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Antenna Alignment Guide

Scott Chester
posted this on November 04, 2011 10:11 am

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Antenna Alignment for TrangoLink Giga and Apex products

This guide explains how to achieve the optimal antenna alignment of the microwave antenna when used with the TrangoLink Giga, GigaPlus, GigaPro, or Apex
products. Before attempting to do the alignment it is highly recommended that you read this guide in detail. For specific commands please consult the manual of
the product being installed

Step 1: Preparation:

Mount the antenna on the tower according to the antenna installation instructions: Ensure that the adjustment bolts move smoothly and the range of motion is
sufficient for the expected angle of up and down (elevation) tilt. Ensure that the mount itself is attached securely and all safety precautions have been taken.

Step 2: Coarse Alignment:

Visually align the antenna with the far end. The most common ways to do this are :

1)

If the visibility is good and the sun is in the correct position, have someone at the far end location reflect the sun with a mirror so the location is obvious.

2)

If visibility is poor, use GPS coordinates and a GPS compass to aim the antenna coarsely.

Step 3: Fine Alignment.

Before conducting fine alignment, the ODUs at both ends of the link must be attached properly to the antenna via the direct mount or remote mount (using
Waveguide) and the far end ODU must be powered on and transmitting. The ODU lightning surge suppressors and grounding provisions should be put in place as
well before alignment. The local ODU must be powered on, but need not be transmitting.

Ensure that:

1)

Frequency of the far end transmitter matches the frequency of the local receiver.

2)

The TX output power is not set above the level of the license.

3)

ATPC is turned OFF on the far end.

4)

Alignment mode is ON for SP ODUs Display on ODU and IDU will update at 5 times per second.

FINE ALIGNMENT PROCEDURE

1)

Adjust the azimuth over a 30 degree sweep by turning the adjustment bolt in increments of 1/10 th turn to avoid missing the main lobe. When the highest

signal has been found for azimuth, repeat for the elevation adjustment.
2)

Turn the local transmitter on to allow alignment at the far end.

3)

Move to the far end of the link and repeat step 1.

4)

Lock down the antenna so no further movement can occur.

5)

Install the antenna side struts supplied with the antenna.

6)

Verify the RSSI remains the same and is within 2-4 dB of the expected levels.

7)

Check the ODU connector seals.

8)

Turn alignment mode OFF

9)

The alignment is complete.

MSE BASED ALIGNMENT

Since the beamwidth of most microwave antennas is below 2 degrees (about the width of a thumb at arms length), and the sidelobes and patterns of high
performance antennas are very low (< -25 dB), it can be difficult to acquire the signal at all until the main beam pattern is lined up. In addition, the RSSI detectors
of the radios have a usable range that varies by model as follows:

Model

MAX RSSI

MIN RSSI

HP ODUs:

-15 dBm

-90 dBm

Apex Models:

-30 dBm

-70 dBm

GigaXX-ODU-XX models:

-30 dBm

-60 dBm

To assist in the alignment process, the MSE of the radio can also be used to conduct alignment until the RSSI is within the range above.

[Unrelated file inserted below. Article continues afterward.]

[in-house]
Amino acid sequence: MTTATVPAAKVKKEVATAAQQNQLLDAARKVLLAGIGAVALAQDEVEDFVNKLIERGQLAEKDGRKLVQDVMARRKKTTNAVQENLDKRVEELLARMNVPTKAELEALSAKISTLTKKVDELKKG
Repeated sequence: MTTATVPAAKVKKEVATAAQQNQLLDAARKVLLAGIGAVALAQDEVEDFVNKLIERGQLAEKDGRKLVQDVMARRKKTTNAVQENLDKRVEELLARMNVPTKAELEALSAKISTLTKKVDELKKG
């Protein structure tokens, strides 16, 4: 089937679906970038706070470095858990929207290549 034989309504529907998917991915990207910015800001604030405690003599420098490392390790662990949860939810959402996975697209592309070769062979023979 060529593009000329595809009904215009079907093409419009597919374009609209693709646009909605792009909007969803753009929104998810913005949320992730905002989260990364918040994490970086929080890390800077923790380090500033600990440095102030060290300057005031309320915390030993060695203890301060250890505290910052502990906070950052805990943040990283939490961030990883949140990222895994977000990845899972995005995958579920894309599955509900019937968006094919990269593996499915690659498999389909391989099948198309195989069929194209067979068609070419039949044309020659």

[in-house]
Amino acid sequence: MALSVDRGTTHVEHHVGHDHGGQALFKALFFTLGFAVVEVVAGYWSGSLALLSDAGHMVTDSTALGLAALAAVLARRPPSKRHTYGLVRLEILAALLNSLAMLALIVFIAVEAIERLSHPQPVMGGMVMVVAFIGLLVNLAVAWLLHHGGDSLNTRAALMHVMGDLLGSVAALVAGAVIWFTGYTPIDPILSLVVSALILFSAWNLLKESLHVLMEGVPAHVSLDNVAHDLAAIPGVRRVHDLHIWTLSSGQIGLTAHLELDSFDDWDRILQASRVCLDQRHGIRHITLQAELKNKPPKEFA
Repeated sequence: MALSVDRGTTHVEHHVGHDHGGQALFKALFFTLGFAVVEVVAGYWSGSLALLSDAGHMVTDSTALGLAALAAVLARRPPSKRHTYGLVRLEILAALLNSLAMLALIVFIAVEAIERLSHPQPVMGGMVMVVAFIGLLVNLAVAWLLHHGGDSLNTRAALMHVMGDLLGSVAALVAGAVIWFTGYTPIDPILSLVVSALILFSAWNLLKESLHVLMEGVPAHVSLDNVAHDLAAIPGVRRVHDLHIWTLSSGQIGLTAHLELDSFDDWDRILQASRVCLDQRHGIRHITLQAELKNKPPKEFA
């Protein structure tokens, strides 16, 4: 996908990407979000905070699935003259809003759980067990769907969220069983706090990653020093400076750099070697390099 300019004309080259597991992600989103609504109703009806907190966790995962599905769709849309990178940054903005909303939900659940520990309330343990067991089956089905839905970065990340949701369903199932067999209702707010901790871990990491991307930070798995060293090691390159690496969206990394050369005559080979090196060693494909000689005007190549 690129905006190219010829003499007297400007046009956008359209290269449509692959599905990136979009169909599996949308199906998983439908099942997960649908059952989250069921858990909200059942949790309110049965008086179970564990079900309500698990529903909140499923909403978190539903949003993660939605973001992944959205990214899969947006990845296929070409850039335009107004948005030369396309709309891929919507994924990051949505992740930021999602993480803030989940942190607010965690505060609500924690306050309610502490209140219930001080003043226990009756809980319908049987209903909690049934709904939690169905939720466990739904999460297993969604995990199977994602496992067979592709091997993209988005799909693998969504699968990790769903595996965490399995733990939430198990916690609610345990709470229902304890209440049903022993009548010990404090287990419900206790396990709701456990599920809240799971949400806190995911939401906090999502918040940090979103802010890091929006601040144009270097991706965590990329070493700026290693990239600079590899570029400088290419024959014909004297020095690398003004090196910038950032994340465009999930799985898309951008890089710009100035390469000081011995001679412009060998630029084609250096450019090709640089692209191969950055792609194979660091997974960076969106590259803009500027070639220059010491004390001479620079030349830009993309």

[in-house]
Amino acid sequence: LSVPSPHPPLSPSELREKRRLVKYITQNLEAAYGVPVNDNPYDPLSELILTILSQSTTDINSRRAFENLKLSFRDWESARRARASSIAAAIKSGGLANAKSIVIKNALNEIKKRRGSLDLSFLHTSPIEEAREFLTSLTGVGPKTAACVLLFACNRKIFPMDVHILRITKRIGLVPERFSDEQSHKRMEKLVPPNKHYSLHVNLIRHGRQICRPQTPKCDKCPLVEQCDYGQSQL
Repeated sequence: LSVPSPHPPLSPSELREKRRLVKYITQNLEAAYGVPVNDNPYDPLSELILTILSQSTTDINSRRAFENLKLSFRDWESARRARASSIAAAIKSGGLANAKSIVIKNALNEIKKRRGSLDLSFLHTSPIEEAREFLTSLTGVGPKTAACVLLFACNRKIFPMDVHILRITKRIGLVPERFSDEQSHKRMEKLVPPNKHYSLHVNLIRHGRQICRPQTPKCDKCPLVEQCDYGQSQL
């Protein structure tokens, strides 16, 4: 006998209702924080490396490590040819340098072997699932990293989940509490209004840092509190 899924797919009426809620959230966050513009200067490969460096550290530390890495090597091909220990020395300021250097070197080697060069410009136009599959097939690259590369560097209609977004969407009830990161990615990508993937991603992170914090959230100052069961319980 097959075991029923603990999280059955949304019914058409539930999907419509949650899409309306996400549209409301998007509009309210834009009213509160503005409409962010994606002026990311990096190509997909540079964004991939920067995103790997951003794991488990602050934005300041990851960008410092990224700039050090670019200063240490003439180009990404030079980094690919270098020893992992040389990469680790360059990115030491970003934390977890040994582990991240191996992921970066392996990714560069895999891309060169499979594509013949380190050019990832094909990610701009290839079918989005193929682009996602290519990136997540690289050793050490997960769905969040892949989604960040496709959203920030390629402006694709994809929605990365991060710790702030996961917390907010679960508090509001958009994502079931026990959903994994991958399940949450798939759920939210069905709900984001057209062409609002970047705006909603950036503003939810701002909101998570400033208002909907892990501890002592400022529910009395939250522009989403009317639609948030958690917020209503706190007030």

To perform MSE based alignment, follow this procedure:

1)

Set the speed and modulation on both ends to the lowest channel bandwidth possible (depends on model) and the modulation to QPSK. This will allow the

radio to lock at the lowest signal level possible.

2)

Conduct the alignment as described above, but instead of aligning using the RSSI, look at the MSE of the radio through telnet or console session and watch

the variation as the antenna is being adjusted. This can be done by running the linktest 99 command which will continuously report the lock status, RSSI, and
MSE in 1 second intervals. Look for the lock to go to 1 first, then for the MSE absolute value to increase as the alignment is improved. The RSSI may not be
changing during this time at all since the signal level may be below the minimum of the usable range.

3)

As soon as the RSSI increases above the minimum, then RSSI based alignment may be used which has a much faster update rate and will allow for very

fine adjustment until the RSSI is within 3-4 dB of the expected level.

4)

Reset the speed and modulation to the intended values and confirm the MSE and RSSI are as expected.

SOME COMMON PROBLEMS:

1)

Cannot achieve the expected RSSI

1.

The antennas may not be on the mainlobe

2.

ODUs may not be mounted with the same polarization at both ends.

3.

There may be Fresnel Zone encroachment that was not seen in the initial site survey. Tree growth is the most common problem and will not be seen by the
pathloss analysis done prior to install. This reinforces the need for a physical site survey prior to deployment. Higher locations on the tower may be required.

4.

The Antenna is not far enough away from the roof line when mounted on a horizontal roof. The antenna bottom edge MUST be a minimum distance above the
roof as per the following table:

1.

Distance to Edge of Roof (ft)

Antenna Edge Height above Roof Edge (ft)

4-10

10-20

20-30

30+

The same rule in (d) above applies to any objects in front of the Antenna such as HVAC units.

2)

No signal can be detected

1.

Opmode is not ON. The transmitter must be active

2.

TX and RX frequencies do not match on both the radios.